Electing Women to Public Office

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    Auto-Scroll: ONOFF 
    • 00:11

      TRACY OSBORN: Hi.My name is Tracy Osborn and I'm an Associate Professorof Political Science at the University of Iowa.Today I'm going to be talking a bit about electing womento public office.Now overall, I'm going to talk about three topics today.First I'm going to give you a little backgroundand talk about why women aren't as involved in politicsin the US as men are.

    • 00:32

      TRACY OSBORN [continued]: So I'll show you some numbers of women in Congress,talk about women in the state legislatures,and even women in other countries.We'll look at these to get a feel for the problemof electing women.Second, I'm going to talk about whywe have such paltry numbers of womenin public office in the US.The biggest reason is that women do not run at the same rates

    • 00:52

      TRACY OSBORN [continued]: as men do.So I'll break down the reasons why this is the case.Finally, I'm going to talk about whyit's really important to overcomethis problem of getting women into public office.There are actually three reasons I'mgoing to talk about, democratic legitimacy, public policy.And the law-making process.We'll talk about each of these goals in turn.

    • 01:19

      TRACY OSBORN [continued]: So let's start by talking about some background of womenin public office in the US.Here in the 114th Congress-- that'sthe congress for 2015-2016-- we have 104 women.You may even remember in the newsthis being a huge deal when therewas over 100 women in Congress.This is almost exactly 20% of the 535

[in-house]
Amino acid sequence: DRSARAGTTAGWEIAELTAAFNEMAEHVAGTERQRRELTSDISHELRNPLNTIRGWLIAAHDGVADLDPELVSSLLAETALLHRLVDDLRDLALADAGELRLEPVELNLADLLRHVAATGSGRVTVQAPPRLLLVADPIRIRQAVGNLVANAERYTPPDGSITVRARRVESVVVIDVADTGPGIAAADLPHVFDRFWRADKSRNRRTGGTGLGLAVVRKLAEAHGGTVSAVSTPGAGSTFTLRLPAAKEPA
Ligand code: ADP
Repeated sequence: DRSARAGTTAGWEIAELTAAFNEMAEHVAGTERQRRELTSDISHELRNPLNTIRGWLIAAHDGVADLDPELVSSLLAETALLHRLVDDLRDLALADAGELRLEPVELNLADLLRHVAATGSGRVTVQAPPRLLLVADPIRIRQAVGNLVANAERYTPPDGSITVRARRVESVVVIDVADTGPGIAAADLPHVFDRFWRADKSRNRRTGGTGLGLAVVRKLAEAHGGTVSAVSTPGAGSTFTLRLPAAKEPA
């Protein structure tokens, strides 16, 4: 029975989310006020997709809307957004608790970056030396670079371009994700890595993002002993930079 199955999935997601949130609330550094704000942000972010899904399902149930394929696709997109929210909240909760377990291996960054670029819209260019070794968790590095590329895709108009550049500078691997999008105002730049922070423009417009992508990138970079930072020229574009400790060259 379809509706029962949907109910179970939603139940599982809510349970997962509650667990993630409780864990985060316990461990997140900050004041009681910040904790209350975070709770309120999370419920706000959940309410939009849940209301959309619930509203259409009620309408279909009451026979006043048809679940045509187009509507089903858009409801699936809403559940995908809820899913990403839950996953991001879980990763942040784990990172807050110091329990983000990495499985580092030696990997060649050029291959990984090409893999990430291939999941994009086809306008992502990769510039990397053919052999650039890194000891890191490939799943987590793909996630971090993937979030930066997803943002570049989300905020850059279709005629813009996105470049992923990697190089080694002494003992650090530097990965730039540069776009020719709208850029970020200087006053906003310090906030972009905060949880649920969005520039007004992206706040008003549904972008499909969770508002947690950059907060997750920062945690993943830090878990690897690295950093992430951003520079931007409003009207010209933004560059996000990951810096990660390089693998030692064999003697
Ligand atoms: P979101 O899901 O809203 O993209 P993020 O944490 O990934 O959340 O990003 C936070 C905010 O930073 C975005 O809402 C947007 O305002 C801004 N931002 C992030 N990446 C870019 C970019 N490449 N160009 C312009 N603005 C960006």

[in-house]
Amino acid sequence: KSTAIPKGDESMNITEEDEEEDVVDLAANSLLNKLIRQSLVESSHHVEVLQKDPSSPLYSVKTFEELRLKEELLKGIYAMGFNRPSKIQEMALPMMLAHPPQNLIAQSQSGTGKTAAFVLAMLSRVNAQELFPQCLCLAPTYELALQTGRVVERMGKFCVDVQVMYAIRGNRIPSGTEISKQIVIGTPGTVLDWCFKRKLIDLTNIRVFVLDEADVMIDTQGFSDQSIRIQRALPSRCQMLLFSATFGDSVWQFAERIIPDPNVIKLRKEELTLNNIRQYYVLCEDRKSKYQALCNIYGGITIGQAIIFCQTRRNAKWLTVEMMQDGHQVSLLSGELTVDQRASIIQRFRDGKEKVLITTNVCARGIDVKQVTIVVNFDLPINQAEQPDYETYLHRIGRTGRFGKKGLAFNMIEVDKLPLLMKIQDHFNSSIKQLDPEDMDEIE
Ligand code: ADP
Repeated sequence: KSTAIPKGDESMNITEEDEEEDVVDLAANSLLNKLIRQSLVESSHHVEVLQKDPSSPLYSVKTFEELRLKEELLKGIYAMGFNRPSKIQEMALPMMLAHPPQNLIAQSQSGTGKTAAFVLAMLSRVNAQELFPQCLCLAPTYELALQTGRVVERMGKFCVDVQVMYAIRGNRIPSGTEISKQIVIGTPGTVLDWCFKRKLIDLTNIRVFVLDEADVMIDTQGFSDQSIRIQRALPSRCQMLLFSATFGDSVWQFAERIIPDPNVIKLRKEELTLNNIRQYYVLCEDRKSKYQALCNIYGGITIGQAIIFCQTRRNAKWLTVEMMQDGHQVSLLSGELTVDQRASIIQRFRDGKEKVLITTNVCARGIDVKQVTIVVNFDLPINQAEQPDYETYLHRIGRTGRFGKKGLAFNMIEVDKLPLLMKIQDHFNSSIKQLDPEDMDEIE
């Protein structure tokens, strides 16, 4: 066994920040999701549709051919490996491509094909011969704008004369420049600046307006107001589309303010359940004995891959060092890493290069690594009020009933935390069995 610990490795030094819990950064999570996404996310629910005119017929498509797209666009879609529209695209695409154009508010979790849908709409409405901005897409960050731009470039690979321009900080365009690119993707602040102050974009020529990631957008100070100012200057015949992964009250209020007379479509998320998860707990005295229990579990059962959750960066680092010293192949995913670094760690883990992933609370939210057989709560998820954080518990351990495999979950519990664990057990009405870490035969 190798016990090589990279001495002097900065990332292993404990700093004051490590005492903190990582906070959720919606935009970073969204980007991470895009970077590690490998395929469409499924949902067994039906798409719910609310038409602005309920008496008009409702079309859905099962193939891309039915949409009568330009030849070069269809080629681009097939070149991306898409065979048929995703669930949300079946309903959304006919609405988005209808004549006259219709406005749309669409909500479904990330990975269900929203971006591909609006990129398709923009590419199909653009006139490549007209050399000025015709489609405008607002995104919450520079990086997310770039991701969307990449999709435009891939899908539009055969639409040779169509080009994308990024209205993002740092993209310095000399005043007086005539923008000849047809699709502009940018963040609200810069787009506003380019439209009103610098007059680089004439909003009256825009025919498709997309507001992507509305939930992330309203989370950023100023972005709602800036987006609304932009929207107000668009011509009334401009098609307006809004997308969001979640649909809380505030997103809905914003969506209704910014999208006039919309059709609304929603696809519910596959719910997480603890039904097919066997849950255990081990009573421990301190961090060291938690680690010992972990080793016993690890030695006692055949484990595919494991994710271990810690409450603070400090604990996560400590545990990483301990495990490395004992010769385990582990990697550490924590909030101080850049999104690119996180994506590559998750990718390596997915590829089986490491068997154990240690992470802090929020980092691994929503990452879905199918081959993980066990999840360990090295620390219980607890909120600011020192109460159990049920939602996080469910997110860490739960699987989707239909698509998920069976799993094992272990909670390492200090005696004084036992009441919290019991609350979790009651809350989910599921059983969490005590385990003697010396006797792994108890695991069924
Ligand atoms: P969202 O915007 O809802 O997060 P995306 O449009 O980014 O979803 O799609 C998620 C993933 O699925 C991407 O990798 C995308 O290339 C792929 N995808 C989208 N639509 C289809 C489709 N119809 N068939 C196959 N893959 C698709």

• 01:41

      TRACY OSBORN [continued]: seats in the House and Senate.Now the Senate has 20 women-- that'sexactly 20% of the Senate-- and the Househas a little bit over 19%, which works out to 84 women.Congress.In Congress, the numbers have actuallyclimbed a little bit over the years very steadily,so they've never had a moment where they actuallywent down in the number of women in Congress.

    • 02:03

      TRACY OSBORN [continued]: Now there were some dramatic increases, for instance,the Year of the Woman in 1992, but over time it's justbeen a very gradual increase.In the state legislatures, the storyis a little bit different.Right now 24.3% of legislators are women.Within this overall percentage, however, thereare some interesting hidden trends.

    • 02:24

      TRACY OSBORN [continued]: One of those trends is that that percentage, 24.3,has been about the same for the last 15 years.In other words, it's stagnated.So it was going up for quite a while,but now it's kind of stuck at this 20% to 25% mark.Why is this the case when Congress, we'veseen it go up steadily over time?Another interesting observation about these numbers

    • 02:46

      TRACY OSBORN [continued]: is that this is an overall take, the 24.3%,but it really differs among states.Some states have a lot of women in their state legislatures.For instance, Vermont is 41% women.Washington, Colorado, Arizona, theseare states that consistently have a lot of womenin their legislature.On the other hand, we have some statesthat are sort of consistently at the bottom.

    • 03:09

      TRACY OSBORN [continued]: Oklahoma, Louisiana, and South Carolinaare examples of those states.Currently Louisiana has the fewest women with only 12%.So that 24.3% actually masks that huge variety.Now both of these trends, in Congress and in the statelegislatures, tell us that there'ssome mix of factors that's not driving women into office

    • 03:31